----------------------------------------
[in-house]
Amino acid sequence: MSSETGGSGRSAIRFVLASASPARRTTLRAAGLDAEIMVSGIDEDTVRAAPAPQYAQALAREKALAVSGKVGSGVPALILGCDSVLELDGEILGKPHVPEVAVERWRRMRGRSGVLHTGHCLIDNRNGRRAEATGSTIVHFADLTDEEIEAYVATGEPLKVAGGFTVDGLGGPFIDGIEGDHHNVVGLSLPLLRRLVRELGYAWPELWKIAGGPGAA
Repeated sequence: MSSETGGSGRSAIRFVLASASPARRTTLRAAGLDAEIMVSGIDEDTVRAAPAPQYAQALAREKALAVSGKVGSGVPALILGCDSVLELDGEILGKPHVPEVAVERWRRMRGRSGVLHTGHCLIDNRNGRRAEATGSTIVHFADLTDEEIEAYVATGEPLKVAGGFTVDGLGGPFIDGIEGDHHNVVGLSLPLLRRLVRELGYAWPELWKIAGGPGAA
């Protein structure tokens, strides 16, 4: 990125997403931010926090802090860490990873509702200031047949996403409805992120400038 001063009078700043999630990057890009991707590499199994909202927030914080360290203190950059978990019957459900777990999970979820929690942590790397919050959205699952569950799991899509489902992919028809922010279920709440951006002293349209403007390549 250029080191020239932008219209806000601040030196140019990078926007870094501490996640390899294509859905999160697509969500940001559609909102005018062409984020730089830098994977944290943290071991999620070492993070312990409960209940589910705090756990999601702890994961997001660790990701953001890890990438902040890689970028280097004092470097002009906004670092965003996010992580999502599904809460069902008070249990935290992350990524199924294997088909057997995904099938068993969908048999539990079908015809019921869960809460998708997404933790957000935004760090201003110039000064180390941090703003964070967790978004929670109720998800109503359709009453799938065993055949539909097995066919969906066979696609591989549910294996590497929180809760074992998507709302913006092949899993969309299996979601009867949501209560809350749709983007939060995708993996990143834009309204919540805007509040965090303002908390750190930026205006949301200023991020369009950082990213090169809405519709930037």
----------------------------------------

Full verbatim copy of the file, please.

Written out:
[in-house]
Amino acid sequence: MSSETGGSGRSAIRFVLASASPARRTTLRAAGLDAEIMVSGIDEDTVRAAPAPQYAQALAREKALAVSGKVGSGVPALILGCDSVLELDGEILGKPHVPEVAVERWRRMRGRSGVLHTGHCLIDNRNGRRAEATGSTIVHFADLTDEEIEAYVATGEPLKVAGGFTVDGLGGPFIDGIEGDHHNVVGLSLPLLRRLVRELGYAWPELWKIAGGPGAA
Repeated sequence: MSSETGGSGRSAIRFVLASASPARRTTLRAAGLDAEIMVSGIDEDTVRAAPAPQYAQALAREKALAVSGKVGSGVPALILGCDSVLELDGEILGKPHVPEVAVERWRRMRGRSGVLHTGHCLIDNRNGRRAEATGSTIVHFADLTDEEIEAYVATGEPLKVAGGFTVDGLGGPFIDGIEGDHHNVVGLSLPLLRRLVRELGYAWPELWKIAGGPGAA
């Protein structure tokens, strides 16, 4: 990125997403931010926090802090860490990873509702200031047949996403409805992120400038 001063009078700043999630990057890009991707590499199994909202927030914080360290203190950059978990019957459900777990999970979820929690942590790397919050959205699952569950799991899509489902992919028809922010279920709440951006002293349209403007390549 250029080191020239932008219209806000601040030196140019990078926007870094501490996640390899294509859905999160697509969500940001559609909102005018062409984020730089830098994977944290943290071991999620070492993070312990409960209940589910705090756990999601702890994961997001660790990701953001890890990438902040890689970028280097004092470097002009906004670092965003996010992580999502599904809460069902008070249990935290992350990524199924294997088909057997995904099938068993969908048999539990079908015809019921869960809460998708997404933790957000935004760090201003110039000064180390941090703003964070967790978004929670109720998800109503359709009453799938065993055949539909097995066919969906066979696609591989549910294996590497929180809760074992998507709302913006092949899993969309299996979601009867949501209560809350749709983007939060995708993996990143834009309204919540805007509040965090303002908390750190930026205006949301200023991020369009950082990213090169809405519709930037």